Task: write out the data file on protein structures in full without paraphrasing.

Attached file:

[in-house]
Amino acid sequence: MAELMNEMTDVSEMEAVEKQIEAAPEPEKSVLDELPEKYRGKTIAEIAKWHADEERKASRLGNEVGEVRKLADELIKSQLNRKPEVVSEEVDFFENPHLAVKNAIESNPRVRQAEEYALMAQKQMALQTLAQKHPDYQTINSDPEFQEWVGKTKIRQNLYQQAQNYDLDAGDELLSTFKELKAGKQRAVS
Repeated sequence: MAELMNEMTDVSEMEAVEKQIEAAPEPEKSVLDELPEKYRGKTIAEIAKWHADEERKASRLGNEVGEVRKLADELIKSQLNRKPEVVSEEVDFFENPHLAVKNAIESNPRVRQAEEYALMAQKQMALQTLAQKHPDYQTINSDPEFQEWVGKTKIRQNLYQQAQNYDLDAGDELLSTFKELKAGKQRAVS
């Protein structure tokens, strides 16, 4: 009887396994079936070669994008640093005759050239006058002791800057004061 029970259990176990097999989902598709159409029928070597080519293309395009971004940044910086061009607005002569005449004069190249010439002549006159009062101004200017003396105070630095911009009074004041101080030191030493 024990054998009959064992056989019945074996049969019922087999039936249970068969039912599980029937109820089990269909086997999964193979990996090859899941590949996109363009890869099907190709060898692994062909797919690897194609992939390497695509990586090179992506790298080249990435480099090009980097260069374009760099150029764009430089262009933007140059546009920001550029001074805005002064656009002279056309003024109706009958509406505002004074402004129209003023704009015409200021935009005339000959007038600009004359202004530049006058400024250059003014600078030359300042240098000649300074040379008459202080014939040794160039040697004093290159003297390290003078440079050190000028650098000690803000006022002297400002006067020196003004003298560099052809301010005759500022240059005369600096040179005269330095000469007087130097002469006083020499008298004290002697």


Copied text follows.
[in-house]
Amino acid sequence: MAELMNEMTDVSEMEAVEKQIEAAPEPEKSVLDELPEKYRGKTIAEIAKWHADEERKASRLGNEVGEVRKLADELIKSQLNRKPEVVSEEVDFFENPHLAVKNAIESNPRVRQAEEYALMAQKQMALQTLAQKHPDYQTINSDPEFQEWVGKTKIRQNLYQQAQNYDLDAGDELLSTFKELKAGKQRAVS
Repeated sequence: MAELMNEMTDVSEMEAVEKQIEAAPEPEKSVLDELPEKYRGKTIAEIAKWHADEERKASRLGNEVGEVRKLADELIKSQLNRKPEVVSEEVDFFENPHLAVKNAIESNPRVRQAEEYALMAQKQMALQTLAQKHPDYQTINSDPEFQEWVGKTKIRQNLYQQAQNYDLDAGDELLSTFKELKAGKQRAVS
């Protein structure tokens, strides 16, 4: 009887396994079936070669994008640093005759050239006058002791800057004061 029970259990176990097999989902598709159409029928070597080519293309395009971004940044910086061009607005002569005449004069190249010439002549006159009062101004200017003396105070630095911009009074004041101080030191030493 024990054998009959064992056989019945074996049969019922087999039936249970068969039912599980029937109820089990269909086997999964193979990996090859899941590949996109363009890869099907190709060898692994062909797919690897194609992939390497695509990586090179992506790298080249990435480099090009980097260069374009760099150029764009430089262009933007140059546009920001550029001074805005002064656009002279056309003024109706009958509406505002004074402004129209003023704009015409200021935009005339000959007038600009004359202004530049006058400024250059003014600078030359300042240098000649300074040379008459202080014939040794160039040697004093290159003297390290003078440079050190000028650098000690803000006022002297400002006067020196003004003298560099052809301010005759500022240059005369600096040179005269330095000469007087130097002469006083020499008298004290002697």